Additional filings show that USPS is also conducting twice-daily sweeps for any ballots at processing facilities that serve Georgia.

USPS continues to experience significant delays with mail and packages because of the holidays and Covid-19, but they say they have been implementing the same extraordinary measures they had in place during the final days of the general election to speed up the on-time delivery of ballots. 

Since Dec. 28, they’ve been utilizing measures such as Sunday delivery and "local turnaround," which dramatically speeds up delivery by delivering completed ballots directly to local election officials, instead of them first going to a mail processing facility.

"Additionally, the US Postal Inspection Service and the Office of the Inspector General are in our facilities which process Georgia’s Election Mail throughout the region where they review internal practices within USPS," Marti Johnson, USPS spokesperson, told CNN in a statement. "While in postal facilities, Inspectors review physical security of both the workplace and the mail to quickly identify and address and potential issues with election mail."
1:28 p.m. ET, January 5, 2021

After a record early voting numbers, Chatham County is seeing slow runoff election day turnout

From CNN's Aditi Sangal and Martin Savidge

Chatham County saw a record early voting turnout but today, officials are seeing slow turnout. For example, a polling station at the civic center in downtown Savannah is seeing eight to nine ballots cast an hour, CNN's Martin Savidge reports.

The voter turnout for today may be lower than projected.

"The projection is about 40,000 that we hope to see today. But we may see a little less than that," said Antwan T. Lang, member of the Chatham County Board of Elections.

1:28 p.m. ET, January 5, 2021

Georgia voting official says average wait times to vote around the state are between 1 and 5 minutes

From CNN's Caroline Kenny

Gabriel Sterling speaks during a press conference on Monday, January 4.
Gabriel Sterling speaks during a press conference on Monday, January 4. CNN

Gabriel Sterling, the voting systems implementation manager for the Georgia Secretary of State's office, gave a midday briefing to the press Tuesday. Sterling said that 1,018,382 absentee ballots by mail have been received so far, early in-person votes were in at 2,074,994, which means total ballots cast going into Election Day is 3,093,376.

A subset of that number is the Overseas and Military votes – there were 27,945 sent out, Sterling said, and they are working to get a list of the number received. Those ballots can be received and counted up until Friday. Sterling said he expected the office would “probably have that in a later briefing today.”

As of this morning, the state saw a few issues, mainly in Columbia County, which is located outside of Augusta. “They were addressed quickly,” Sterling said. 

Two main things happened in Columbia County, Sterling said. First, an “i-button,” which essentially turns on the main polling place scanners, was not programmed properly in a percentage of the precincts. Secondly, some poll worker cards were not properly programmed which did not allow for the voter cards to be made or the ballot activation codes to be used, “so emergency ballots had to be used in that situation and they were put into the emergency bin of the ballot box.”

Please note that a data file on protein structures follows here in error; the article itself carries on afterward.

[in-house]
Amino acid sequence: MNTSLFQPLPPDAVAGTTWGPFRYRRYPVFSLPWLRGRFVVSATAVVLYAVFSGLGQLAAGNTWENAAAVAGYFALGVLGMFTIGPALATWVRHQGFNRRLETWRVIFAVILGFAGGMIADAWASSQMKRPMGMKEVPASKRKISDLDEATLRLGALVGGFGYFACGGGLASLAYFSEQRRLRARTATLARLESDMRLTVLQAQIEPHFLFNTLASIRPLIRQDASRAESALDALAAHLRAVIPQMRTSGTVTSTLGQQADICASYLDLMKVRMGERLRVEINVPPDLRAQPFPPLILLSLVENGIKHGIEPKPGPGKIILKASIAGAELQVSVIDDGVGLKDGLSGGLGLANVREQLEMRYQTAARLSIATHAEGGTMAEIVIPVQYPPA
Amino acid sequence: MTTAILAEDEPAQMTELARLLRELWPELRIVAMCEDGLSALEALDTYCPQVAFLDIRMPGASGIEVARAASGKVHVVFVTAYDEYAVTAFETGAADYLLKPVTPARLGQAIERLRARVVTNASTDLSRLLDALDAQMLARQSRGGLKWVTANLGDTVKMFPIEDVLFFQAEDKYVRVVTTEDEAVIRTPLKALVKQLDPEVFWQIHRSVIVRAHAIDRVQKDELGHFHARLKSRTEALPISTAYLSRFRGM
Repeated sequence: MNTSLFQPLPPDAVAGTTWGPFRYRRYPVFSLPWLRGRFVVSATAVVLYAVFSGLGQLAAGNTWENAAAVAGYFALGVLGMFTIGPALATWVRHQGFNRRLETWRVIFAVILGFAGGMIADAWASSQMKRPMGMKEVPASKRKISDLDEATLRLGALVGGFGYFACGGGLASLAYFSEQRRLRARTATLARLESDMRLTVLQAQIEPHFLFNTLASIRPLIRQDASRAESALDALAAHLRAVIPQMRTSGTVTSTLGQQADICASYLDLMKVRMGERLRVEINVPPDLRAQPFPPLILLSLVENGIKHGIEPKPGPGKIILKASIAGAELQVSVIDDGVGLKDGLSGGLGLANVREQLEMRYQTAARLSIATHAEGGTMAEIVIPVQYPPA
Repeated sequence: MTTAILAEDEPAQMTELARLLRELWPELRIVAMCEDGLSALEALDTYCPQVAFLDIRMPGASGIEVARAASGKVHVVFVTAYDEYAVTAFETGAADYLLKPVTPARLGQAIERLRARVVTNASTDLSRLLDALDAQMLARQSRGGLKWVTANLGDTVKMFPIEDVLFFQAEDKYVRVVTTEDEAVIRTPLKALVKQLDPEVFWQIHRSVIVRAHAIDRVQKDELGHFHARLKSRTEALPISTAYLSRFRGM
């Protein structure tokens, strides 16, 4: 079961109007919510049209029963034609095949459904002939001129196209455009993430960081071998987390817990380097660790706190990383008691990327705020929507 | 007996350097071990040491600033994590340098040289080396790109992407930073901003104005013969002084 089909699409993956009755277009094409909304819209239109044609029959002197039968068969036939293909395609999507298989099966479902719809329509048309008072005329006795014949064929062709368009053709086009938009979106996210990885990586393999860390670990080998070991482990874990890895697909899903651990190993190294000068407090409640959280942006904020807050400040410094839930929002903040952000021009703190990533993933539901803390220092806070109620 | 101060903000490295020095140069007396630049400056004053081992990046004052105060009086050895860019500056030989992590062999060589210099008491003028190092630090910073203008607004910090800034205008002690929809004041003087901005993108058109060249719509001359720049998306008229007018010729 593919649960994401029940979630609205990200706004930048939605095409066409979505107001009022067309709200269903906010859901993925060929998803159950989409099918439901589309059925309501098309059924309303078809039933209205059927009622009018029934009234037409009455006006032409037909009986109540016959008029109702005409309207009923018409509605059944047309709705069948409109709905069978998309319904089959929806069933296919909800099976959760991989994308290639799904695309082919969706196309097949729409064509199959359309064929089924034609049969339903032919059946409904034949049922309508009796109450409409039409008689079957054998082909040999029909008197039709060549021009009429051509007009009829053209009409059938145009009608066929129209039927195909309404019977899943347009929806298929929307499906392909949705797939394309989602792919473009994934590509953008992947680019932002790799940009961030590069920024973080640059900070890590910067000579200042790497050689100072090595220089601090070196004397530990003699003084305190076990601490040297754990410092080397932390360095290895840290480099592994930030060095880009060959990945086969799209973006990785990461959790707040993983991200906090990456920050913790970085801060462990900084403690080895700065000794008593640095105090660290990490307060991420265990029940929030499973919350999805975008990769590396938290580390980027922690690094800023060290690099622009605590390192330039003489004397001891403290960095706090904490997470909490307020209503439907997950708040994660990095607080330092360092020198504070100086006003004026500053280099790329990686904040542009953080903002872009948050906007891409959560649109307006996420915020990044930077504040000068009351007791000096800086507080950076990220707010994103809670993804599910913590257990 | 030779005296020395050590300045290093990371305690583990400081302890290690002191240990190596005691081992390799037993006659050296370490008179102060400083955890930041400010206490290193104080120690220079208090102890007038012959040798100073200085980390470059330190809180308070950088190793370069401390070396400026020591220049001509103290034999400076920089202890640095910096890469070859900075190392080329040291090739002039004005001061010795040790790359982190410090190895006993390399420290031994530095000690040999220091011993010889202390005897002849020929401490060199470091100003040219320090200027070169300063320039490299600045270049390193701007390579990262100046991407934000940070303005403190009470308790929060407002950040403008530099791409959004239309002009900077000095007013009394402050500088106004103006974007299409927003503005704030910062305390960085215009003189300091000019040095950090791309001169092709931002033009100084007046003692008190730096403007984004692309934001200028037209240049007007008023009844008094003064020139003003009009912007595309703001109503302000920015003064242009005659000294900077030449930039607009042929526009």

Sterling added that the average wait times they’ve seen around the state have been between 1 and 5 minutes this morning and the longest they are aware of were about 30 minutes this morning in DeKalb and Cobb County.

 “It is steady but it is slow in many cases, so if you haven’t voted, we encourage you, please get out and vote. It is easy, simple, there isn’t a line in the way right now,” Sterling said.

Asked by CNN’s Dianne Gallagher about a report that the Georgia Bureau of Investigations is looking into "specific threats" when it comes to the election, Sterling said that local law enforcement coordinated to do sweeps but added, “We feel comfortable right now that voting is being done in a safe and proper way.”

Asked again if these were specific threats at polling places, he said “it was sort of a copy and paste email done to the several counties, it wasn’t individualized by any means.” He added that they don’t believe any voters or staff are in danger at this point.

Gallagher also asked Sterling about his last 18 hours since his press conference yesterday. Sterling said, “In this office, we follow the law, we follow the process and we defend the constitutional rights of American citizens and we don’t let anything get in the way and distract us from that, so that’s why I’m trying to encourage everybody to please get out and vote.”

Sterling said he did not watch President Trump’s rally in Georgia last night, but when asked if he has anything to say directly to the President, all Sterling said was, “We disagree.”